Adapting to GDPR

Still, many organisations are continuing to struggle with GDPR, while regulators continue to adjust their guidance based on new learnings. By implementing the core pillars of GDPR, organisations can assure they meet the mandate’s requirements while strengthening their cyber security posture.

The pillars are the following:

  1. Privacy protection is the heart and soul of GDPR. Therefore, organisations need to first explore what data is being collected and consider why and how it is being processed. It is then important to work with a legal team to establish a privacy policy that covers all aspects of GDPR.
  2. Organisations also need to designate a data protection officer. If this role doesn’t exist already, then one must be created. At the same time, it is important to train all staff on the details of GDPR and how it applies to their job functions. In this context, it is helpful to establish internal policies on data security, data integrity, and data retention. These documents are commonly requested should the Information Commissioner’s Office ever investigate a complaint relating to GDPR.
  3. Security professionals should also have a full understanding on where exactly they should invest their cyber budget. Since 80% of all hacking related data breaches involve privileged account compromise, Gartner predicted that Privileged Access Management (PAM) will be the second fastest growing information security technology segment and among the top 10 security projects for 2019.

    Investing in Zero Trust Privilege can yield significant benefits because identity has become the new security perimeter and battleground for mitigating cyber-attacks that impersonate legitimate users. In fact, PAM plays a critical role in helping organisations become and remain compliant with GDPR since it enforces access policies to critical data and provides super admins with complete visibility over each individual privileged user and their sessions, including what they do, when and how.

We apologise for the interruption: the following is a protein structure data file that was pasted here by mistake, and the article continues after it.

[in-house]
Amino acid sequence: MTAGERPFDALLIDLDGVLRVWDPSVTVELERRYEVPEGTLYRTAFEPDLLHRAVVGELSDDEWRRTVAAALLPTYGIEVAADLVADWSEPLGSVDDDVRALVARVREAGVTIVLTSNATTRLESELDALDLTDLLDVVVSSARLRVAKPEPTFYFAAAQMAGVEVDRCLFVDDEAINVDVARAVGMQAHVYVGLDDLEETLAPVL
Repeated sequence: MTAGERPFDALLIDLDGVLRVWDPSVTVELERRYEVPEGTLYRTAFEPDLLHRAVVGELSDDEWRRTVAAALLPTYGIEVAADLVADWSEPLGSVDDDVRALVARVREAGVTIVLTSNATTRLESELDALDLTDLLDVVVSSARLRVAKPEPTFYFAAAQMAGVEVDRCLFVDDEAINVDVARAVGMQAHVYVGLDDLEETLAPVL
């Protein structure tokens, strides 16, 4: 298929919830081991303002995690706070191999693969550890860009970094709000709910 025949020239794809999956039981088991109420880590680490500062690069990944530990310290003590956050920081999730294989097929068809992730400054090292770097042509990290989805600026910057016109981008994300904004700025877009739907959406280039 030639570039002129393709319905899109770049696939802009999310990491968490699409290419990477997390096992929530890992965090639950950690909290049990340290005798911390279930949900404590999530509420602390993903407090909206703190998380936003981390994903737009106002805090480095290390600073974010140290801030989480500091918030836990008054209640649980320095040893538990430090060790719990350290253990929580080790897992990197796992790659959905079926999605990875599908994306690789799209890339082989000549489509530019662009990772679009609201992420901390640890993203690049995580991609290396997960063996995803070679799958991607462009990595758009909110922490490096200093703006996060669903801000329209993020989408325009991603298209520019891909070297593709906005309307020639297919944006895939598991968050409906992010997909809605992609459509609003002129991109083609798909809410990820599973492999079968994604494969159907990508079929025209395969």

4. Finally, as previously discussed, breach notifications are mandatory, and this must be done within 72 hours of first having become aware of the breach. Organisations are also required to notify their customers straight away. Therefore, it is important that organisations introduce a smooth-running incident response operation in order to meet these requirements.

As GDPR has been in force for a full year now, it is likely that we will see this policy being tested on a broad scale before 2019. For organisations, GDPR represents an opportunity to fine-tune their existing data privacy processes and procedures, as well as align their security strategies with today’s threatscape. One of the leading ways to accomplish the latter involves implementing identity-centric security measures to counter the primary source of breaches - privileged access abuse.